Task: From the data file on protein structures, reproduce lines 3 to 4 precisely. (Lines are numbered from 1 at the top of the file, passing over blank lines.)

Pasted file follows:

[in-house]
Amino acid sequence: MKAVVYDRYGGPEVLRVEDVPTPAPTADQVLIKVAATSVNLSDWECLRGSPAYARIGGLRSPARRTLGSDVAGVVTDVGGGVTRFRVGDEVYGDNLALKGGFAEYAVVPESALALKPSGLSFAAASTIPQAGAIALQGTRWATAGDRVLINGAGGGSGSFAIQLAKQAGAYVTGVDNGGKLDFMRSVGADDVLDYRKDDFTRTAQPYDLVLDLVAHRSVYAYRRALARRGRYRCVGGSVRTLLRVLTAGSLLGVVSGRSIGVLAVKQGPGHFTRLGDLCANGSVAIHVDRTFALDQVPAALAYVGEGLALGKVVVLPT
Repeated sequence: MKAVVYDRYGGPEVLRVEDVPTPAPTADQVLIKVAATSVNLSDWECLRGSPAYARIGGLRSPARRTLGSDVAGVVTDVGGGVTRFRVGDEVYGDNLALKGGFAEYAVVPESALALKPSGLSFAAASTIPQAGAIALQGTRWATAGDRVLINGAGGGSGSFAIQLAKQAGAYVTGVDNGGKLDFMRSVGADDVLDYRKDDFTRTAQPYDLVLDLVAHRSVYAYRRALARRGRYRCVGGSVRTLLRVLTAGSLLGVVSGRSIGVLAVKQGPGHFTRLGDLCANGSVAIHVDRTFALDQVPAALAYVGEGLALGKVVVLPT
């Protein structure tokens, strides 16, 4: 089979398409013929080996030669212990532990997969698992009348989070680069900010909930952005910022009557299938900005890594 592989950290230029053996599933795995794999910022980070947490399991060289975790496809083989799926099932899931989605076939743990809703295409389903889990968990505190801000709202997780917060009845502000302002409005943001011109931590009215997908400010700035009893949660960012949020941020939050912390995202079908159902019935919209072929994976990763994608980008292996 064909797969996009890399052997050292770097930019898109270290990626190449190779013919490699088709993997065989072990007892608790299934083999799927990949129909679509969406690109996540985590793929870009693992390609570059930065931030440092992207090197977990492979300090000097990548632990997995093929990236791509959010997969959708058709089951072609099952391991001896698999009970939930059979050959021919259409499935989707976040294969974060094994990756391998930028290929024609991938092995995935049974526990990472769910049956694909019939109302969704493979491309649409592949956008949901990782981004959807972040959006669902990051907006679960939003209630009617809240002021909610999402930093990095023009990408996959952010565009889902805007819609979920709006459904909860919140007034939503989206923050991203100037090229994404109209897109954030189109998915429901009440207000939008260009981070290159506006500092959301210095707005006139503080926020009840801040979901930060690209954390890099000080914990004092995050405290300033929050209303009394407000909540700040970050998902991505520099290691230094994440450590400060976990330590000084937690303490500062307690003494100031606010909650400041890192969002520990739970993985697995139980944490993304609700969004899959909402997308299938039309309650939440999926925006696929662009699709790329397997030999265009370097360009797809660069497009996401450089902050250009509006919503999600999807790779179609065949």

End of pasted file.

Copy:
Repeated sequence: MKAVVYDRYGGPEVLRVEDVPTPAPTADQVLIKVAATSVNLSDWECLRGSPAYARIGGLRSPARRTLGSDVAGVVTDVGGGVTRFRVGDEVYGDNLALKGGFAEYAVVPESALALKPSGLSFAAASTIPQAGAIALQGTRWATAGDRVLINGAGGGSGSFAIQLAKQAGAYVTGVDNGGKLDFMRSVGADDVLDYRKDDFTRTAQPYDLVLDLVAHRSVYAYRRALARRGRYRCVGGSVRTLLRVLTAGSLLGVVSGRSIGVLAVKQGPGHFTRLGDLCANGSVAIHVDRTFALDQVPAALAYVGEGLALGKVVVLPT
């Protein structure tokens, strides 16, 4: 089979398409013929080996030669212990532990997969698992009348989070680069900010909930952005910022009557299938900005890594 592989950290230029053996599933795995794999910022980070947490399991060289975790496809083989799926099932899931989605076939743990809703295409389903889990968990505190801000709202997780917060009845502000302002409005943001011109931590009215997908400010700035009893949660960012949020941020939050912390995202079908159902019935919209072929994976990763994608980008292996 064909797969996009890399052997050292770097930019898109270290990626190449190779013919490699088709993997065989072990007892608790299934083999799927990949129909679509969406690109996540985590793929870009693992390609570059930065931030440092992207090197977990492979300090000097990548632990997995093929990236791509959010997969959708058709089951072609099952391991001896698999009970939930059979050959021919259409499935989707976040294969974060094994990756391998930028290929024609991938092995995935049974526990990472769910049956694909019939109302969704493979491309649409592949956008949901990782981004959807972040959006669902990051907006679960939003209630009617809240002021909610999402930093990095023009990408996959952010565009889902805007819609979920709006459904909860919140007034939503989206923050991203100037090229994404109209897109954030189109998915429901009440207000939008260009981070290159506006500092959301210095707005006139503080926020009840801040979901930060690209954390890099000080914990004092995050405290300033929050209303009394407000909540700040970050998902991505520099290691230094994440450590400060976990330590000084937690303490500062307690003494100031606010909650400041890192969002520990739970993985697995139980944490993304609700969004899959909402997308299938039309309650939440999926925006696929662009699709790329397997030999265009370097360009797809660069497009996401450089902050250009509006919503999600999807790779179609065949």